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Netanyahu slams New York Times over Barghouti op-ed byline

Palestinian protesters wave flags bearing the image of jailed uprising leader Marwan Barghouti at a rally in the West Bank city of Ramallah on April 17, 2017 in support of a hunger strike he has called among prisoners in Israeli jails
NYT public editor says 'skimping' on op-ed authors' bibliographies is a repeat issue that discredits the paper

Israeli Prime Minister Benjamin Netanyahu slammed The New York Times on Tuesday for publishing an opinion editorial by jailed Fatah military leader Marwan Barghouti that referred to him as a "Palestinian leader and parliamentarian" while failing to note his five convictions for murder and history as a commander of Palestinian terrorist organizations.

Netanyahu said that the paper's omission was akin to labeling embattled Syrian president Bashar al-Assad "a pediatrician."

"I read, on Sunday, the article in The New York Times that presents arch-terrorist Marwan Barghouti as a ‘parliamentarian and leader,'" Netanyahu said during a visit to the southern city of Dimona. "The paper recanted after we pointed it out to them."

"Calling Barghouti a leader and parliamentarian is like calling [Syrian President Bashar] Assad a pediatrician. They are murderers and terrorists," the premier added.


The paper's public editor Liz Spayd on Tuesday also criticized the New York Times' op-ed department for 'skimping' on contributors' biographical information, saying that it is a repeated fault which risks discrediting the publication.

In her own piece titled "An Op-Ed Author Omits His Crimes, and The Times Does Too," Spayd wrote that she had spoken personally with the Times' Op-Ed pages editor Jim Dao about the omission of Barghouti's convictions.

"I see no reason to skimp on this, while failing to do so risks the credibility of the author and the Op-Ed pages," she wrote.

"This isn’t a new issue for the Opinion section," Spayd wrote. "I have written before on the need to more fully identify the biography and credentials of authors, especially details that help people make judgments about the opinions they’re reading. Do the authors of the pieces have any conflicts of interest that could challenge their credibility? Are they who they say they are, and can editors vouch for their fidelity?"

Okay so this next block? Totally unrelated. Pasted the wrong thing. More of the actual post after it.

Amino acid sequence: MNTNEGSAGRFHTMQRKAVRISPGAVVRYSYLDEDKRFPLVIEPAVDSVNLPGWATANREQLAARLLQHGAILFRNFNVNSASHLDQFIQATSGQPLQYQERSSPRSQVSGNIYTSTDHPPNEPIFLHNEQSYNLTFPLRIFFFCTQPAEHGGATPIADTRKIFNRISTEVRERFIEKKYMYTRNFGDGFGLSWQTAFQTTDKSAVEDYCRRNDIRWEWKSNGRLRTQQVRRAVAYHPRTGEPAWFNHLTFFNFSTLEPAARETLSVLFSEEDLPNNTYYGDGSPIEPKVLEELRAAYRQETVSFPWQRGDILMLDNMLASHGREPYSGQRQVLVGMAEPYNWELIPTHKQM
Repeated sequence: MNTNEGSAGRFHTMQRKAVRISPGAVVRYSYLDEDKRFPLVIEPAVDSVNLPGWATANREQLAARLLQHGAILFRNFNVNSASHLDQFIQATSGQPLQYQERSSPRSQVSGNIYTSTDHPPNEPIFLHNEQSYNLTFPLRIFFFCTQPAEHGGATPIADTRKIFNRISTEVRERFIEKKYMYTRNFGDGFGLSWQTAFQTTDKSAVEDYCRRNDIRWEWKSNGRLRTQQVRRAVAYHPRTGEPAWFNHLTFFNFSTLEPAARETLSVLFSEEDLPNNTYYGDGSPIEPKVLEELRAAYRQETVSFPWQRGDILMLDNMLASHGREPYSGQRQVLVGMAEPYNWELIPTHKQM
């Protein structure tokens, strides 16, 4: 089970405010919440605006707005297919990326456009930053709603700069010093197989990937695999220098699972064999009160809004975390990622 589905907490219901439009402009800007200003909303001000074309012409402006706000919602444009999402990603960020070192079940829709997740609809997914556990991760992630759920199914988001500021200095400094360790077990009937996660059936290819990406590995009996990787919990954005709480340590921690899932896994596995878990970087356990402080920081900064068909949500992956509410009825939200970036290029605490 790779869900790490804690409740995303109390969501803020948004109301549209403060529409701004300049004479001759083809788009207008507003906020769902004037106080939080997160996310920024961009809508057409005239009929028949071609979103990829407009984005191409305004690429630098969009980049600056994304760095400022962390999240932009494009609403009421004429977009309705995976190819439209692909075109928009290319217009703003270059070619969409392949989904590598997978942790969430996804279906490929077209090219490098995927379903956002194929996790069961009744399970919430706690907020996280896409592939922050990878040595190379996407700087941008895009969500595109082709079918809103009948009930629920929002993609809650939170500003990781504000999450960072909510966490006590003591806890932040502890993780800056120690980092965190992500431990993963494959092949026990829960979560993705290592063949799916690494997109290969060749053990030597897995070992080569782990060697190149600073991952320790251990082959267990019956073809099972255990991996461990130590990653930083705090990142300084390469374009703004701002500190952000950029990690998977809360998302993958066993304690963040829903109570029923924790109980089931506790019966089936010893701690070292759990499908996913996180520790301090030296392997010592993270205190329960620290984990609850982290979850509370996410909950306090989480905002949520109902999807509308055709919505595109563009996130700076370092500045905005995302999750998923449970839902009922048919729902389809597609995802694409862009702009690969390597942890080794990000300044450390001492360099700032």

The Times on Monday issued a clarification to the article, saying that it "explained the writer’s prison sentence but neglected to provide sufficient context by stating the offenses of which he was convicted. They were five counts of murder and membership in a terrorist organization."

"Mr. Barghouti declined to offer a defense at his trial and refused to recognize the Israeli court’s jurisdiction and legitimacy," the paper wrote.

Barghouti accused Israel of "inhumane" treatment of prisoners and "judicial apartheid" in the New York Times op-ed, which provided reasoning for the mass hunger strike of over 1,000 Palestinian prisoners in Israeli jails.


Barghouti's byline drew immediate ire from the Israeli Foreign Ministry and senior Israeli politicians, including Israel's Deputy Minister for Diplomacy Michael Oren who called on the government to consider punitive action against the paper—including possibly closing its Israel bureau.

Speaking to Army Radio on Monday, Oren described the publication as a "journalistic terror attack", and railed the Times for publishing "fake news" that was "full of lies."

"As for the New York Times, if someone in the paper helped him [smuggle the op-ed out of prison], the New York Times should be held accountable," Oren told Army Radio.

Acknowledging that such a move might "sound extreme", he explained that there was precedent: "At the start of the Second Intifada, when CNN… helped terrorists," he said, "Prime Minister Ariel Sharon did not hesitate to close its bureau here."

It was not immediately clear to what incident Oren was referring.


Other Israeli officials echoed Oren's statements.

Deputy Foreign Minister Tzipi Hotovely, of the ruling Likud party, said the "very disappointing decision" to publish Barghouti's piece "legitimizes terrorism" and "seriously undermines the credibility" the paper.

Oren, until recently Israel's ambassador to Washington, further accused the editors of the New York Times of running the piece deliberately on the last day of Passover in order to make it difficult for the Israeli government to respond.

The New York Times declined i24NEWS request for comment on Oren's remarks, and referred to its published clarification.

See also:

- Palestinians rally in West Bank as thousands of prisoners launch hunger strike

- Israel vows not to negotiate with Palestinian hunger strikers

(Staff with agencies)

Eylon A. Levy, i24NEWS anchor and correspondent, contributed to this report.



Here goes the US Pravda Times again!

Trump will get the message soon or later.

people still read that rag?

Doesn't everyone know that Israel invents crimes which can justify their oppression and imprisonment (if not murder) of Palestinians? Bibi Netanyahu, like the U.S. president, spouts lies every time he speaks publicly. Whether he believes his own lies, who know. And Bashar al-Assad a pediatrician? Since when? Bashar is an opthalmologist. I guess when you're in lying mode, those sorts of details are irrelevant.

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